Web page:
Some parts of Chicago’s South Side have become inextricably linked to gang and gun violence. Since this is the focus of my research and the Churchill Fellowship, it seemed fitting that my visit to Chicago’s Precious Blood Ministry of Reconciliation (PBMR) should be located in one such area. In their own words the PBMR “sits in a community affected by poverty, gangs, violence and racial divisions; they are a resource to those affected by violence and incarceration.”
I was given a warm welcome by Sister Donna, who, along with Father Denny and Francis (an adopted street dog), took me on a tour of the organisation’s facilities. These include abandoned drug houses, which have been impressively renovated by staff and volunteers to host community work (below).
The organization is in many respects an inner-city oasis, complete with a functioning vegetable garden (below) where staff and volunteers work together. Adults and young people were also learning trades such as carpentry, screen-printing and art in the Art Center. I spoke to staff and young people who explained the importance of expressing themselves and their experiences through art, and how their new skills had also inspired them to think about future careers.
Something that I noted and appreciated was that people who had been incarcerated were always referred to as “returning citizens”. I feel this description is important because for several reasons. It reminds us that such men and women are members of our communities and are citizens. That they will require their community’s support to reintegrate successfully. And that they have a stake in the community. It is precisely at this point when many people find themselves at their most vulnerable; especially if they have had former associations to gangs and/or a history of substance misuse. Young people are particularly vulnerable to criminal and sexual exploitation when they return to their communities; this point was made by nearly every professional I spoke to during my time in Chicago, Houston and Louisville. I will be writing about this specifically in a later post.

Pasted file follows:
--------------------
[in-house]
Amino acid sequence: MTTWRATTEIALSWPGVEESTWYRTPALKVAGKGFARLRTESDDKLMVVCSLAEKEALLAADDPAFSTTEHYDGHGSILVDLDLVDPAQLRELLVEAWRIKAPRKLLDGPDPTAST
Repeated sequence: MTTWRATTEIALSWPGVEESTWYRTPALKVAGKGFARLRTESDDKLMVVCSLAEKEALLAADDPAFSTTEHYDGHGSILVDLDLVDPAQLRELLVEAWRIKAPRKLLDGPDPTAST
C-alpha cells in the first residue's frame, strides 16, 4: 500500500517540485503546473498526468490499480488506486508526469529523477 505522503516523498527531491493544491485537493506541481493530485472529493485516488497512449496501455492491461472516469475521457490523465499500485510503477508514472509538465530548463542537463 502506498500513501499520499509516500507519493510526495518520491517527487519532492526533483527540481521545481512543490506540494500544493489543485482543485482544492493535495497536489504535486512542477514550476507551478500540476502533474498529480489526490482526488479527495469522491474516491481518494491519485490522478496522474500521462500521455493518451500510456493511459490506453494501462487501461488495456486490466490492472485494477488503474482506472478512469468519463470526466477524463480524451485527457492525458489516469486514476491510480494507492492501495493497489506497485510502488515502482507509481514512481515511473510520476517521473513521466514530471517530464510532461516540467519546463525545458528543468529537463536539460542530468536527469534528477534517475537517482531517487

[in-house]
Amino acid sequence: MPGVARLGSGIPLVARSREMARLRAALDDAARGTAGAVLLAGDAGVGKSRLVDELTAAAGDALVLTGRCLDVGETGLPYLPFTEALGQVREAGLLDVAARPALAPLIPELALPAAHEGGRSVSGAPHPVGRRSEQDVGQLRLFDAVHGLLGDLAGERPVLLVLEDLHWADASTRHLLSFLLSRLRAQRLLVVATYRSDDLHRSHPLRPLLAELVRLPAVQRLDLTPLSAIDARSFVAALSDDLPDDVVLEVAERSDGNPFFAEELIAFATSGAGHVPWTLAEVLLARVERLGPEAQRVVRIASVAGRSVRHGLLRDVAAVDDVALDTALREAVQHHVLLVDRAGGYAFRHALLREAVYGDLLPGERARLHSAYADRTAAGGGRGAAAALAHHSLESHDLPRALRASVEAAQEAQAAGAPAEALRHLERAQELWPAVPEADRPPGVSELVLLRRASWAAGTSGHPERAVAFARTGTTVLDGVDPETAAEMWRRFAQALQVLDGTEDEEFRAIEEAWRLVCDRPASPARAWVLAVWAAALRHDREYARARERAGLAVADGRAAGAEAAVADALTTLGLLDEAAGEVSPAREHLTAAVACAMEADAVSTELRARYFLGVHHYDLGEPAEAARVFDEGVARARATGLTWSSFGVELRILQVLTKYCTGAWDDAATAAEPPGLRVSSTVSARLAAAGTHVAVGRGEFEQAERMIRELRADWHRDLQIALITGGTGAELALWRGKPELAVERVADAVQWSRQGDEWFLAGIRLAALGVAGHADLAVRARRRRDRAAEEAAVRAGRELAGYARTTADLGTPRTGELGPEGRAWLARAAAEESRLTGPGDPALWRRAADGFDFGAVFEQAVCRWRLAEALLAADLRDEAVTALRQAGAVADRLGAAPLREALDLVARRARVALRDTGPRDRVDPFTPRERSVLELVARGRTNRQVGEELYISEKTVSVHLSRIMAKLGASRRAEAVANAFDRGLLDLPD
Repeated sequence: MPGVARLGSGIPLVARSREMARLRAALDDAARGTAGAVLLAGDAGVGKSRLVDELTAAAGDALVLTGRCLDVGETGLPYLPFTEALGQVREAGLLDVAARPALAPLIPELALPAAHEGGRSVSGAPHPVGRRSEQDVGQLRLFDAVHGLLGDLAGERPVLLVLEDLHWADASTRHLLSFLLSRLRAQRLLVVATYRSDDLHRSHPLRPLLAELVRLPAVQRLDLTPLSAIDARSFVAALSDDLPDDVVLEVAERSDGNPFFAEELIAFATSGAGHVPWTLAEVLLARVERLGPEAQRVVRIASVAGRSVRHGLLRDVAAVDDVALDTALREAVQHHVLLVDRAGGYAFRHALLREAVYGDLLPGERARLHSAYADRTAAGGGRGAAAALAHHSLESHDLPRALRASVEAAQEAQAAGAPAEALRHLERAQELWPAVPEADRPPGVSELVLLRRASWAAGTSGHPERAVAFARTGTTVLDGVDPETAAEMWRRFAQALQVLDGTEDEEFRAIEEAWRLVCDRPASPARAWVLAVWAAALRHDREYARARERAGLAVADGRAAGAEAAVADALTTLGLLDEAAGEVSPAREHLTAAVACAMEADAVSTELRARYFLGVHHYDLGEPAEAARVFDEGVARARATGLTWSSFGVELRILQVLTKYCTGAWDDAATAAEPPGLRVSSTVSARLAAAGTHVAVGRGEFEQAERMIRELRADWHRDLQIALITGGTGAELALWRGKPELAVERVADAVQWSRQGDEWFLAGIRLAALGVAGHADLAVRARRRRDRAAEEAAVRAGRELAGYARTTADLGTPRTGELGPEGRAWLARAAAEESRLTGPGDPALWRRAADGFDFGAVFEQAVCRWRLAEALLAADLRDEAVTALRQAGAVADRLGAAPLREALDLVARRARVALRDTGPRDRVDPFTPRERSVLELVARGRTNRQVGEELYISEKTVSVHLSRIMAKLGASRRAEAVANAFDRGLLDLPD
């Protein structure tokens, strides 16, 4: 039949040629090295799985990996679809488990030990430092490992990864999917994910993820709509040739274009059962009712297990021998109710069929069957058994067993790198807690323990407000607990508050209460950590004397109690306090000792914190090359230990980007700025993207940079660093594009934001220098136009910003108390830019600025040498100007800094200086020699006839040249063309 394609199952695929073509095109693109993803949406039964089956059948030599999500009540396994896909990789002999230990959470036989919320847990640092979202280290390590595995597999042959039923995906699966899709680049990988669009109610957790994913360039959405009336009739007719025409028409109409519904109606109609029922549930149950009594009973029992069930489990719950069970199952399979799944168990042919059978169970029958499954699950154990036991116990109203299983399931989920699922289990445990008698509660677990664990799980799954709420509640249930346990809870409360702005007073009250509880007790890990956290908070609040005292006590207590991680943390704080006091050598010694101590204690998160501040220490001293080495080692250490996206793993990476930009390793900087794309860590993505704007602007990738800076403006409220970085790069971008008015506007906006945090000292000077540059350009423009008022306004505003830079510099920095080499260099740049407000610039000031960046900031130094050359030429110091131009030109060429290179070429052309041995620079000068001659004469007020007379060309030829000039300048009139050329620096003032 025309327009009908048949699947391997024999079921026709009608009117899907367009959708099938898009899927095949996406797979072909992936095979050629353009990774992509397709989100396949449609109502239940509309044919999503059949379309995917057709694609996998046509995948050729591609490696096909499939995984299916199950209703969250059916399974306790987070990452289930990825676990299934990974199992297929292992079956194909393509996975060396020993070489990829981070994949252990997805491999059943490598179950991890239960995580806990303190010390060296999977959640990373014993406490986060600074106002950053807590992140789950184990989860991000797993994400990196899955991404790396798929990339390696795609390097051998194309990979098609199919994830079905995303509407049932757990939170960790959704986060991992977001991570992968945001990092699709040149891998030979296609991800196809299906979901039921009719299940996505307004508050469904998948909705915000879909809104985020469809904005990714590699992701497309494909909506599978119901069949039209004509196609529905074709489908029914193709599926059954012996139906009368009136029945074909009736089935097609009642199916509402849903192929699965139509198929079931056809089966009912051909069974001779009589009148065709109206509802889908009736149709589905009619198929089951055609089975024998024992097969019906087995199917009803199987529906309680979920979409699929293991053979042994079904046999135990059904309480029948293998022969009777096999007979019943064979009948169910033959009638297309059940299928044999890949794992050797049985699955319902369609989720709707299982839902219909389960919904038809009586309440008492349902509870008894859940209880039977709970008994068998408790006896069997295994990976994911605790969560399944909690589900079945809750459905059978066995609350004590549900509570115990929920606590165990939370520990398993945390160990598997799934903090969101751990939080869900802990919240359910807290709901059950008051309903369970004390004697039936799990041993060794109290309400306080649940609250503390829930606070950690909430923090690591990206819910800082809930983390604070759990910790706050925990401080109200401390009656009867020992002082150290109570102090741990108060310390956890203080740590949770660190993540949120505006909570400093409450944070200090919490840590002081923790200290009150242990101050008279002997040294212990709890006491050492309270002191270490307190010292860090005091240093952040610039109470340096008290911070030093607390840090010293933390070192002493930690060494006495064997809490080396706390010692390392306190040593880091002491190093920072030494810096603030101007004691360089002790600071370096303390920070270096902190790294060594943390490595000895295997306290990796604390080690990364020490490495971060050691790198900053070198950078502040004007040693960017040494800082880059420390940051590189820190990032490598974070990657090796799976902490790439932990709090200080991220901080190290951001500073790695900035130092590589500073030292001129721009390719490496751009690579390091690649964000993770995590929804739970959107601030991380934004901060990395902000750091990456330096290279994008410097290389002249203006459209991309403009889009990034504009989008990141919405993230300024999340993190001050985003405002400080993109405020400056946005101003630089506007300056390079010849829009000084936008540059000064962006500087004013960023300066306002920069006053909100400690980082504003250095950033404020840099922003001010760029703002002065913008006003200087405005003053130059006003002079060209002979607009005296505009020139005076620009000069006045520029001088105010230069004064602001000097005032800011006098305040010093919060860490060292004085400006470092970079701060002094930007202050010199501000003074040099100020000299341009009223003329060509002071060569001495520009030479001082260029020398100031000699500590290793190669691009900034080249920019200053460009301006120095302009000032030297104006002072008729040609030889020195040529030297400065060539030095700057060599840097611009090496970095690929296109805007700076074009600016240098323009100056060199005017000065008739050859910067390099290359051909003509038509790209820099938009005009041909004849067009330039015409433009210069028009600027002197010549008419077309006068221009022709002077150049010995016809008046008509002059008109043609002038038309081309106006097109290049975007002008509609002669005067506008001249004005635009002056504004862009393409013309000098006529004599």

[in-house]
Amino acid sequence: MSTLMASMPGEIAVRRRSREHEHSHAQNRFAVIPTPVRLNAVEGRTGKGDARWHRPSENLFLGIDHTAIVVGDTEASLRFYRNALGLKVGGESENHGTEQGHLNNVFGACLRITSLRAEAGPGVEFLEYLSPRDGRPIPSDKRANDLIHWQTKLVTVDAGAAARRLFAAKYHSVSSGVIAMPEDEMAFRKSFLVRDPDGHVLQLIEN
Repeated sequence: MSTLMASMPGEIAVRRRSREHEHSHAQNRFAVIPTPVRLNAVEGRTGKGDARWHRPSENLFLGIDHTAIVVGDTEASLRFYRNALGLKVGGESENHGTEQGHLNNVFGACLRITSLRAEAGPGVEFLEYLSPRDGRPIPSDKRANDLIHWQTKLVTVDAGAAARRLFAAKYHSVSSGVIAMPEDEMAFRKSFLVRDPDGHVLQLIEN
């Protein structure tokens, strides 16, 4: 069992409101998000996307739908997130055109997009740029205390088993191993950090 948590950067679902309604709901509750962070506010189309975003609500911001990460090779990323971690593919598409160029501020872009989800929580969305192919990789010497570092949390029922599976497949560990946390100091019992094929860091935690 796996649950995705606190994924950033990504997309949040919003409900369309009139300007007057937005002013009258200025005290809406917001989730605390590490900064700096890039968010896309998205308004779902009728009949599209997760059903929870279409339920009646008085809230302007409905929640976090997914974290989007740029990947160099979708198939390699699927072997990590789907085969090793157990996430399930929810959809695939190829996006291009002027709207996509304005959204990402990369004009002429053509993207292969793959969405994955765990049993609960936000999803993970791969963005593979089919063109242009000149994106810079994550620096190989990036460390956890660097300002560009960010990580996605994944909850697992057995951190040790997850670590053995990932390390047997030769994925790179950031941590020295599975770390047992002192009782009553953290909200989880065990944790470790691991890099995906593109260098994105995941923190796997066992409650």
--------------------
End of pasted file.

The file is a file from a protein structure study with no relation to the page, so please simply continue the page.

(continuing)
A first detention or supervision in the criminal justice system can be a turning point for a young person. Another aspect of the PBMR’s work that I found inciteful was their recognition that people need time to reflect, and a safe place in which to do so. Having this space is something that many of us take for granted in our lives. Having time to reflect on our achievements, progress, set-backs and goals is crucial for change, progression and development.
I was fortunate to be able to speak with some of the young adults who were involved in different programs with the PBMR. A 22-year-old young man who was from the local area gave me some sound advice for working with young people who have been involved with criminal gangs. He said that pathways to change are not always straightforward, and that many young people who had been involved required patience, support. That the key was recognizing that time and reflection can often indicate a readiness to change. I came away from my day with the Precious Blood Ministry of Reconciliation feeling inspired and motivated, and with the realization that sometimes the simplest interventions can be the most important on a new pathway.
With special thanks to Sister Donna, Father Denny and all of the staff, volunteers and community at the Precious Blood Ministry of Reconciliation. I am especially grateful to all of the young people who spoke to me. Further details about their work can be found here.
Thanks also to Dr Anna Bussu and Dr Joao Salm for helping me to plan my visit.
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